There’s so much frustration and so much anger. I mean, we’re having conversations about whether or not it’s ethical to punch Nazis.

It is. (laughs) Let’s just cut to the chase. Yes.

How do you find grace when you’re fed up? I was wondering, geez, what would you have done if instead of me at the door it was Richard Spencer? I don’t know that I have much grace to extend to him.

It’s bigger than you or I. I think it’s the condition that we have endured, and that in the process of that endurance that we’re still whole. Bent but not broken. Holding on to the core of ourselves. And still being willing to offer the breath of humanity to others, because we’re not actually walking around the streets and marching up and down and shooting white m—–f——.

I know that there is something sick about the way in which you have come to understand yourself in relationship to me. That’s a gift, that I say I don’t hate you. I don’t have the energy or the time to do that. I have to hold on to my humanity. I have to hold on to my dignity. Allowing this detritus to rob you of your essence, to rob you of your beauty, that would be the crime.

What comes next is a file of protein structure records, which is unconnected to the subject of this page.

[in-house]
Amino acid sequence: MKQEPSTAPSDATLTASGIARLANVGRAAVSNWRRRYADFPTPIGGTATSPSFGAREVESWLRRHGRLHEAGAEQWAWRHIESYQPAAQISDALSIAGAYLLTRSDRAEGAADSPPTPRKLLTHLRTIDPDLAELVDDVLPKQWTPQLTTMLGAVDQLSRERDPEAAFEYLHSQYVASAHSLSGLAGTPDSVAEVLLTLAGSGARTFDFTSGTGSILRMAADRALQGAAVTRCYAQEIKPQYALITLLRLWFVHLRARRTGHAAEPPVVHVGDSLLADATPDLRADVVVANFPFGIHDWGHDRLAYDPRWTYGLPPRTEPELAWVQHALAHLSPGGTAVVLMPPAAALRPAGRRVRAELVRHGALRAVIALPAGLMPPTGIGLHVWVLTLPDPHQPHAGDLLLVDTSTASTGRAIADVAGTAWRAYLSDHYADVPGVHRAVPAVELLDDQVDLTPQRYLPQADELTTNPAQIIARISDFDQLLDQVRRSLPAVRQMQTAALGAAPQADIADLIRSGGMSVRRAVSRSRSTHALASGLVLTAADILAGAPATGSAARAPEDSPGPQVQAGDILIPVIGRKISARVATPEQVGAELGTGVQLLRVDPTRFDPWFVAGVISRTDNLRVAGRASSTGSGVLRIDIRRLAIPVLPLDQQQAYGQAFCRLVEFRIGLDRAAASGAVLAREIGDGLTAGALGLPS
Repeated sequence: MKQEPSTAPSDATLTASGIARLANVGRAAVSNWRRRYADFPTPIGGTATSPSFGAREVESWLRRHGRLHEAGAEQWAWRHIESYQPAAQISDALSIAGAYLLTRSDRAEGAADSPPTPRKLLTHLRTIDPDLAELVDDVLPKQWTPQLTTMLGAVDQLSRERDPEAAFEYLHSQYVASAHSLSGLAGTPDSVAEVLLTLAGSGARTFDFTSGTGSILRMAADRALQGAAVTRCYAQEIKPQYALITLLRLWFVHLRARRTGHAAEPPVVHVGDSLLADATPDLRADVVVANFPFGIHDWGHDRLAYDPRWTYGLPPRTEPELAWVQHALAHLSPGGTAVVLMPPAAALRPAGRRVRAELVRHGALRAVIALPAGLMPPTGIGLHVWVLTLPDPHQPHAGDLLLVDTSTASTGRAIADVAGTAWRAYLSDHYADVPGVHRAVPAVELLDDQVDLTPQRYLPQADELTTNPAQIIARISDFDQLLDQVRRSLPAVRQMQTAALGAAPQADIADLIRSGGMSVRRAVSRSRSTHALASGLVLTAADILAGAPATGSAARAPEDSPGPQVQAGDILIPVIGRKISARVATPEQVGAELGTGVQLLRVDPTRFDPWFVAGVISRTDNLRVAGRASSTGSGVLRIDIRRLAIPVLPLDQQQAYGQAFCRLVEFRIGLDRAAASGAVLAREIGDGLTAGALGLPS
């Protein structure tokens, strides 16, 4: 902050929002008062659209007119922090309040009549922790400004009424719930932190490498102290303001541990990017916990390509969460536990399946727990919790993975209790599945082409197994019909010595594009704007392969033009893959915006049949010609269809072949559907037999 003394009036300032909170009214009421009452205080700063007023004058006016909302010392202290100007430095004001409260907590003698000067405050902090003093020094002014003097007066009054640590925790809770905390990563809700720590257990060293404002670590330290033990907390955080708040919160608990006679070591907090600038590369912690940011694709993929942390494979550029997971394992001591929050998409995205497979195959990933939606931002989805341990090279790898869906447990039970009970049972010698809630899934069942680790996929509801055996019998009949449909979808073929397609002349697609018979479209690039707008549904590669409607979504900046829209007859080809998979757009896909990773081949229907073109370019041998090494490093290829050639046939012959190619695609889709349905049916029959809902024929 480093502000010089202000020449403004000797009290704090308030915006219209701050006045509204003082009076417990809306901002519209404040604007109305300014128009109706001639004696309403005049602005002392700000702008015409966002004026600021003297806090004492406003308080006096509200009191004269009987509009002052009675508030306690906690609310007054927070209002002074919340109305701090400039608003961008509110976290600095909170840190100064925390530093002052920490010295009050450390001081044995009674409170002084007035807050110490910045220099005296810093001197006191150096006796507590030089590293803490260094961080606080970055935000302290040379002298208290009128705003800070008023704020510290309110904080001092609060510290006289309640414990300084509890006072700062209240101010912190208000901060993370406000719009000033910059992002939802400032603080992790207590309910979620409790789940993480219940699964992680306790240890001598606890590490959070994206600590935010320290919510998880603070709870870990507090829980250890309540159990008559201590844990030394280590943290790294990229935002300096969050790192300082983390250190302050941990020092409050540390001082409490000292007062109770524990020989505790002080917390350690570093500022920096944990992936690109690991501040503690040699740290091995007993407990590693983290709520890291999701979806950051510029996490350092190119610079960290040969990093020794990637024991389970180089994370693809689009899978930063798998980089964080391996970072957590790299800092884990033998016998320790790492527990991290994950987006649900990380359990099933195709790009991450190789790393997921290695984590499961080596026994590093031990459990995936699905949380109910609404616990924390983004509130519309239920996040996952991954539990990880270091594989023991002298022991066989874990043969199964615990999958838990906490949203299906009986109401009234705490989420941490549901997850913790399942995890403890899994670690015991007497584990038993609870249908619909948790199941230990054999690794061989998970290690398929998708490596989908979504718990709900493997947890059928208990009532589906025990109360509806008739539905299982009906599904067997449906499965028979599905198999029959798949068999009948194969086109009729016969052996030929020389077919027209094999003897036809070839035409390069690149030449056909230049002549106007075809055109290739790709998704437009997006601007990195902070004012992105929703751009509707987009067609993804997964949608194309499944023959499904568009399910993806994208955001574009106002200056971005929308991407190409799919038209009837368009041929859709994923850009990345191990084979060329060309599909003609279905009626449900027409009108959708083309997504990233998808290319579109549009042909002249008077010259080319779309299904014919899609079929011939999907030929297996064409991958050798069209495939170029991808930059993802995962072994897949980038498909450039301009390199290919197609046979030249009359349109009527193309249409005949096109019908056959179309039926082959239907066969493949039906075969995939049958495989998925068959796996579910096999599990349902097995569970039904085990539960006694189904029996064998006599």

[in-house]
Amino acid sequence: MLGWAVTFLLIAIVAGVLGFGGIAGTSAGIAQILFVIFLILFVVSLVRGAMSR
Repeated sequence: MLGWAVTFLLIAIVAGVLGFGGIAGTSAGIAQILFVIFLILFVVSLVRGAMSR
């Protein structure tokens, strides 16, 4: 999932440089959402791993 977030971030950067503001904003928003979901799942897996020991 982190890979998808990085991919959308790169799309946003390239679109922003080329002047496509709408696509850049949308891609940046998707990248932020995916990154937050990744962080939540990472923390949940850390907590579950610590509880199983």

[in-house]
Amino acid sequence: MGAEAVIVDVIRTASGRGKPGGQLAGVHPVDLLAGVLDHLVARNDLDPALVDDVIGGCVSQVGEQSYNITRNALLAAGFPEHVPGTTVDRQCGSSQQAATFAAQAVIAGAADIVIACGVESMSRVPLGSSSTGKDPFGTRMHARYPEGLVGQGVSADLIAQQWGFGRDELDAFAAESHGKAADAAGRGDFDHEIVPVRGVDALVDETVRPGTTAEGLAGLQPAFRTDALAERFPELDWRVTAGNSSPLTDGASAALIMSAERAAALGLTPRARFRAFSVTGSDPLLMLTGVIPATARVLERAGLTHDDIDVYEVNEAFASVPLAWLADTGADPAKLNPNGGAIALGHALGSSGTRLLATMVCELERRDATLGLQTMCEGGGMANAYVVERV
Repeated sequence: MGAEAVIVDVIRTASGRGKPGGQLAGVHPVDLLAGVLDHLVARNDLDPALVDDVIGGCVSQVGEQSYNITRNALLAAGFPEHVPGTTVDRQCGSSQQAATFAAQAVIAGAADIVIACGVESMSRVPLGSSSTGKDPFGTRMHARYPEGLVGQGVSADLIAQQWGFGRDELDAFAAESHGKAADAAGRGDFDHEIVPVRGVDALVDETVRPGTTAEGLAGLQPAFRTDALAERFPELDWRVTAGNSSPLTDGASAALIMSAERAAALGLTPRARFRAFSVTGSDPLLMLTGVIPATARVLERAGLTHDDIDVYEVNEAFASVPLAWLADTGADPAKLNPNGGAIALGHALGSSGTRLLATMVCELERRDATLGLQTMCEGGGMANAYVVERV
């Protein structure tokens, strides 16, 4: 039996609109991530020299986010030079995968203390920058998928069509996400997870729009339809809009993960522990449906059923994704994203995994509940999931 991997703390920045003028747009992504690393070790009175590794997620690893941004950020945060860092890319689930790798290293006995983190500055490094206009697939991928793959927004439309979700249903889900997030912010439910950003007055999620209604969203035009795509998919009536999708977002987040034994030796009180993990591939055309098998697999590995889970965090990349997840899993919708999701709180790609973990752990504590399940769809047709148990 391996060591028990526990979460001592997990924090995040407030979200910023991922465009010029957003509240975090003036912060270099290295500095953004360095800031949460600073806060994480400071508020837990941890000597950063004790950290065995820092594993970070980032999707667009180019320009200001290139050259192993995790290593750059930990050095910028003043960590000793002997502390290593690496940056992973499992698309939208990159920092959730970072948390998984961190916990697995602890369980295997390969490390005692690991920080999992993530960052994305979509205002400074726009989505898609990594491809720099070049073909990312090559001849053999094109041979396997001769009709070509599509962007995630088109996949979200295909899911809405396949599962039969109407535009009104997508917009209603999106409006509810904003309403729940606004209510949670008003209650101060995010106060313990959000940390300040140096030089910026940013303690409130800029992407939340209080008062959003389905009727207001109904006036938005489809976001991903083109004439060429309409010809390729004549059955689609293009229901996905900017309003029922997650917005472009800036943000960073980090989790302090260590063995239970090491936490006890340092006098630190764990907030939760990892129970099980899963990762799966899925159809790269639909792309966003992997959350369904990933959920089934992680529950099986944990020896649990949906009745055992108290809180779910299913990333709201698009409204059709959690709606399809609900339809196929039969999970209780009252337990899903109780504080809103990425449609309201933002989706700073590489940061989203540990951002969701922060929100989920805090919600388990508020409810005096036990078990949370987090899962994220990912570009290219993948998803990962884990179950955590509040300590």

So I think that grace is much bigger than — it’s not turning the other cheek. It’s really understanding that someone has lost their humanity and you’re trying to offer it back.

After the Harvey Weinstein revelations came out, wave after wave of women — not just celebrities, but all sorts of women — have come forward to say, “I’ve been sexually assaulted or have been sexually harassed.”

I don’t think I know any women that haven’t been. Somebody has touched your a–, tried to f— you or did f— you. Almost every woman that I know. And we took it.

How do we overthrow hundreds of years of patriarchy?

Start with your husband. (laughs) Start with him. I think that this is really kind of a, what do you call it? A salient moment.